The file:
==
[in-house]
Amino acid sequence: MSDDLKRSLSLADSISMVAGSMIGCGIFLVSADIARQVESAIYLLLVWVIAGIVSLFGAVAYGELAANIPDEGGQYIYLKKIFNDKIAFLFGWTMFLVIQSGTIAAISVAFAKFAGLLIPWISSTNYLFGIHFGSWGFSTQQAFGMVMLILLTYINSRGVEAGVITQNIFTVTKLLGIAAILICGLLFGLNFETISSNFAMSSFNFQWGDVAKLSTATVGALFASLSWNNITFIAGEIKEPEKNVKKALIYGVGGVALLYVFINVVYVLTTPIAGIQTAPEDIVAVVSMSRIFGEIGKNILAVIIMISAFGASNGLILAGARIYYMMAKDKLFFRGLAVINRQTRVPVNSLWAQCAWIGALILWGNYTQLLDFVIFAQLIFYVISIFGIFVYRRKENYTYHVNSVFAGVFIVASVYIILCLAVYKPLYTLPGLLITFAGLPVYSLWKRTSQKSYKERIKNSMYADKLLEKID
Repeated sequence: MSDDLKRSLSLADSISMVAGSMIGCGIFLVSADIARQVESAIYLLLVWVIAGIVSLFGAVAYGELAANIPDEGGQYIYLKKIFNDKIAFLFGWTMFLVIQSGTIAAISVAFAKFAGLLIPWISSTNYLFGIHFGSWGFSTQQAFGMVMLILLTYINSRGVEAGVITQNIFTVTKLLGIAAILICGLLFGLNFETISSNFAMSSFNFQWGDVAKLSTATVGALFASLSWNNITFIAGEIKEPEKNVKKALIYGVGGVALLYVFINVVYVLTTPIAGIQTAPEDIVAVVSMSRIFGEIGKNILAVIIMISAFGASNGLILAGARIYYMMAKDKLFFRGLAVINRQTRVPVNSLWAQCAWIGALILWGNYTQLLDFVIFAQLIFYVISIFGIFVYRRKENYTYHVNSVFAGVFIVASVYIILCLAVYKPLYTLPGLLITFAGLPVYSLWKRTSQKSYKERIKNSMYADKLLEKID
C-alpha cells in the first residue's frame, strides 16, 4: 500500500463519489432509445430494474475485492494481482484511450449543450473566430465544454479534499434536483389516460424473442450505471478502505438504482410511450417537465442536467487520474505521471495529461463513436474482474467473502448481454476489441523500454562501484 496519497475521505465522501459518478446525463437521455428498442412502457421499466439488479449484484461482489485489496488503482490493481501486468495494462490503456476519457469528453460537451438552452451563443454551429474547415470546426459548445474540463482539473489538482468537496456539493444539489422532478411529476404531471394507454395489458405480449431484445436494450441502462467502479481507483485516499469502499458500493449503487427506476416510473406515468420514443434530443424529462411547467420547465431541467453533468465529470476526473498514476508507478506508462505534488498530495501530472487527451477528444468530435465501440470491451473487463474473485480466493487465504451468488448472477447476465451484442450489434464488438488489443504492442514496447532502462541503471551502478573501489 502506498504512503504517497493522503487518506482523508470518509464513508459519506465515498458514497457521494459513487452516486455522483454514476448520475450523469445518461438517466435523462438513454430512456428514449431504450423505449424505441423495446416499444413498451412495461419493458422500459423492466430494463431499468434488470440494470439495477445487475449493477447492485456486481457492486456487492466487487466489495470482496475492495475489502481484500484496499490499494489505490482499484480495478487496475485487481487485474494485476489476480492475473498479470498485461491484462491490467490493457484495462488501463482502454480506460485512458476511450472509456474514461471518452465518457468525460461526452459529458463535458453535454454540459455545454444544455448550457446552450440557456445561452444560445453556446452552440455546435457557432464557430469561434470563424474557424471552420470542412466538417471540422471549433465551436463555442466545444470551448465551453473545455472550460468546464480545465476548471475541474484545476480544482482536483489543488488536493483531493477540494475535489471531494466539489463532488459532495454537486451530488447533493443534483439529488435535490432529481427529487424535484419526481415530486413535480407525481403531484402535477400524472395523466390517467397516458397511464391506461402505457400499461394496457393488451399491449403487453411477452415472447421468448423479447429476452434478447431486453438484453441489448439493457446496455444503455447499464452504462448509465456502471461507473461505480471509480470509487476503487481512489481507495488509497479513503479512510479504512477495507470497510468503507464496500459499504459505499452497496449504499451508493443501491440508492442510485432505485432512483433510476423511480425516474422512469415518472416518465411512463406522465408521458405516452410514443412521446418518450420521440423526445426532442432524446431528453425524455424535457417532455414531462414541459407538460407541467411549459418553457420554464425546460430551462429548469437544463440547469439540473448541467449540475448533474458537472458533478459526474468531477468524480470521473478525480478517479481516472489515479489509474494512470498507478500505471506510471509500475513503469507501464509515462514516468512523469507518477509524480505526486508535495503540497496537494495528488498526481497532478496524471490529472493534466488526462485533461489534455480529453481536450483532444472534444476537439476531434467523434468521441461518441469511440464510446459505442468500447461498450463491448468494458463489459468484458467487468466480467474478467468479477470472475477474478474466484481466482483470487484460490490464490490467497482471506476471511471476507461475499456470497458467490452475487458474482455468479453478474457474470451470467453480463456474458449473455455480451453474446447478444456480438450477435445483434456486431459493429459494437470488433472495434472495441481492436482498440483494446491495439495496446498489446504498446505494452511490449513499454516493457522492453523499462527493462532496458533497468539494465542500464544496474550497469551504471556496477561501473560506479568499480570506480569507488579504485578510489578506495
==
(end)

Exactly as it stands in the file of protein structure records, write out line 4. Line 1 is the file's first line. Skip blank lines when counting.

C-alpha cells in the first residue's frame, strides 16, 4: 500500500463519489432509445430494474475485492494481482484511450449543450473566430465544454479534499434536483389516460424473442450505471478502505438504482410511450417537465442536467487520474505521471495529461463513436474482474467473502448481454476489441523500454562501484 496519497475521505465522501459518478446525463437521455428498442412502457421499466439488479449484484461482489485489496488503482490493481501486468495494462490503456476519457469528453460537451438552452451563443454551429474547415470546426459548445474540463482539473489538482468537496456539493444539489422532478411529476404531471394507454395489458405480449431484445436494450441502462467502479481507483485516499469502499458500493449503487427506476416510473406515468420514443434530443424529462411547467420547465431541467453533468465529470476526473498514476508507478506508462505534488498530495501530472487527451477528444468530435465501440470491451473487463474473485480466493487465504451468488448472477447476465451484442450489434464488438488489443504492442514496447532502462541503471551502478573501489 502506498504512503504517497493522503487518506482523508470518509464513508459519506465515498458514497457521494459513487452516486455522483454514476448520475450523469445518461438517466435523462438513454430512456428514449431504450423505449424505441423495446416499444413498451412495461419493458422500459423492466430494463431499468434488470440494470439495477445487475449493477447492485456486481457492486456487492466487487466489495470482496475492495475489502481484500484496499490499494489505490482499484480495478487496475485487481487485474494485476489476480492475473498479470498485461491484462491490467490493457484495462488501463482502454480506460485512458476511450472509456474514461471518452465518457468525460461526452459529458463535458453535454454540459455545454444544455448550457446552450440557456445561452444560445453556446452552440455546435457557432464557430469561434470563424474557424471552420470542412466538417471540422471549433465551436463555442466545444470551448465551453473545455472550460468546464480545465476548471475541474484545476480544482482536483489543488488536493483531493477540494475535489471531494466539489463532488459532495454537486451530488447533493443534483439529488435535490432529481427529487424535484419526481415530486413535480407525481403531484402535477400524472395523466390517467397516458397511464391506461402505457400499461394496457393488451399491449403487453411477452415472447421468448423479447429476452434478447431486453438484453441489448439493457446496455444503455447499464452504462448509465456502471461507473461505480471509480470509487476503487481512489481507495488509497479513503479512510479504512477495507470497510468503507464496500459499504459505499452497496449504499451508493443501491440508492442510485432505485432512483433510476423511480425516474422512469415518472416518465411512463406522465408521458405516452410514443412521446418518450420521440423526445426532442432524446431528453425524455424535457417532455414531462414541459407538460407541467411549459418553457420554464425546460430551462429548469437544463440547469439540473448541467449540475448533474458537472458533478459526474468531477468524480470521473478525480478517479481516472489515479489509474494512470498507478500505471506510471509500475513503469507501464509515462514516468512523469507518477509524480505526486508535495503540497496537494495528488498526481497532478496524471490529472493534466488526462485533461489534455480529453481536450483532444472534444476537439476531434467523434468521441461518441469511440464510446459505442468500447461498450463491448468494458463489459468484458467487468466480467474478467468479477470472475477474478474466484481466482483470487484460490490464490490467497482471506476471511471476507461475499456470497458467490452475487458474482455468479453478474457474470451470467453480463456474458449473455455480451453474446447478444456480438450477435445483434456486431459493429459494437470488433472495434472495441481492436482498440483494446491495439495496446498489446504498446505494452511490449513499454516493457522492453523499462527493462532496458533497468539494465542500464544496474550497469551504471556496477561501473560506479568499480570506480569507488579504485578510489578506495